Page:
Monday, January 5, 2009

The Great Depression and the Modern Day Recession

The Great Depression had a huge impact on photography. More so than most people can remember or even know about. As well, photography played a vital role in The Great Depression. Roy Styker was an economist, government official, and photographer. Put in charge by Franklin Roosevelt, he lead the Farm Security Administration Stryker was known for his ability to get his photographers to deliver out-standing photographs. He made sure they had everything they needed to photograph the depression. They were well funded and had been given the proper instructions before shooting in their designated parts of the country. One thing I was taught when I studied The History of Photography in school, was Stryker would take a hole puncher and punch a whole through the negatives that he disapproved of. This may seem harsh, but I think it was a powerful learning experience. I admire Roy Stryker for his contributions and for having been the leader of such a remarkable group of photographers. Because of his work with the FSA I am very influenced and inspired by his movement.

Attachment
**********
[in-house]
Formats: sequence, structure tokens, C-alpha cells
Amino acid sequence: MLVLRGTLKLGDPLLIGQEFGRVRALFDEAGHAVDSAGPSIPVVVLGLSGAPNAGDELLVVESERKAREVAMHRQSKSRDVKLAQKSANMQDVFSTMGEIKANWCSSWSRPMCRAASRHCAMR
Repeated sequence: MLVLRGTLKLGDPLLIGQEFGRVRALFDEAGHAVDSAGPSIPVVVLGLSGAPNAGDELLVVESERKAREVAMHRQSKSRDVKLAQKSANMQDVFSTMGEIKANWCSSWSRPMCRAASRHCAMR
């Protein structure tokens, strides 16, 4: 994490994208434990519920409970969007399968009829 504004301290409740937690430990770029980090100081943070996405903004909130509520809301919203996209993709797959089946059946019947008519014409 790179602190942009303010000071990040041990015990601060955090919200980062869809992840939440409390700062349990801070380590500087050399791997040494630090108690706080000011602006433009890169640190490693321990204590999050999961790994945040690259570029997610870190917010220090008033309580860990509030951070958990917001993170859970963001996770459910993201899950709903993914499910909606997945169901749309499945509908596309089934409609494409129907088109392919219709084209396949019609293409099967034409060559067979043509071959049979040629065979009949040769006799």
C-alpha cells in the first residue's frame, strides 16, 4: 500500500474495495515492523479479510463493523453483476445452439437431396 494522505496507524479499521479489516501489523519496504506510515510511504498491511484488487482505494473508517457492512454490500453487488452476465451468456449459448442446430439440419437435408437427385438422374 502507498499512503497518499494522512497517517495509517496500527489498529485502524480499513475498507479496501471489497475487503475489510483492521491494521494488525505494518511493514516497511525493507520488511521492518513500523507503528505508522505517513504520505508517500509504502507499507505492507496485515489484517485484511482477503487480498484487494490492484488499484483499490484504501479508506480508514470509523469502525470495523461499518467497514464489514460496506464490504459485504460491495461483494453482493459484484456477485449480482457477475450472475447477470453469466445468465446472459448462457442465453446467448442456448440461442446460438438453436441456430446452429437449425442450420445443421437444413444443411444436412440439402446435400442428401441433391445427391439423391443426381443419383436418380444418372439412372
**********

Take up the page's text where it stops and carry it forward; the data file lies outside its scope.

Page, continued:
Numbers: 164,000 developed negatives

77,000 different prints made

644 color photographs

Stryker had some impressive photographers working for him. Some of the most famous photographers we have come to know.

Dorothea Lange, Arthur Rothstein, Walker Evans, Ben Shahn, John Vachon, Marion Post Wolcott
Russell Lee, Jack Delano, Gordon Parks, John Collier Jr, Carl Mydans and Edwin and Louise Rosskam are the photographers that worked for Stryker.

The recession we are currently facing doesn't play a direct role on photography in a way similar to what was seen in 1935. The financial set backs we are facing today is prohibiting people from being out in the world and shooting. Tough times have brought about a decline in sales nation wide. As populated as our country is and with the tremendous amount of photographers in the world, professional to hobbyist, we wouldn't see a project of this magnitude either.

I have provided a list of names, given a few links, and a very brief introduction to the FSA and a piece of history you might not have known about. I hope that this piece of resource inspires you to create, document, and display photographs that will showcase the current events. I will end with one of my favorite photographs, by one of the photographers I admire most from the FSA.

Dorothea Lange: The Migrant Mother

1 comment:

Anonymous said...

Yikes! I just tried leaving a comment but was smacked down by blogger. Now I have enabled my cookies, so hopefully I do not get the double smackdown plus added data swiping.

So, I love the FSA photos. Two things that I especially adore are:
-you can search the archives ( by subject (say, "Holyoke" or "tobacco") and come up with nifty results.

-you can order prints of your favorites for a reasonable price (RC or fiber paper). Order info is also on the above site.
I have always wanted to order prints, but I am a loser and have not done so yet.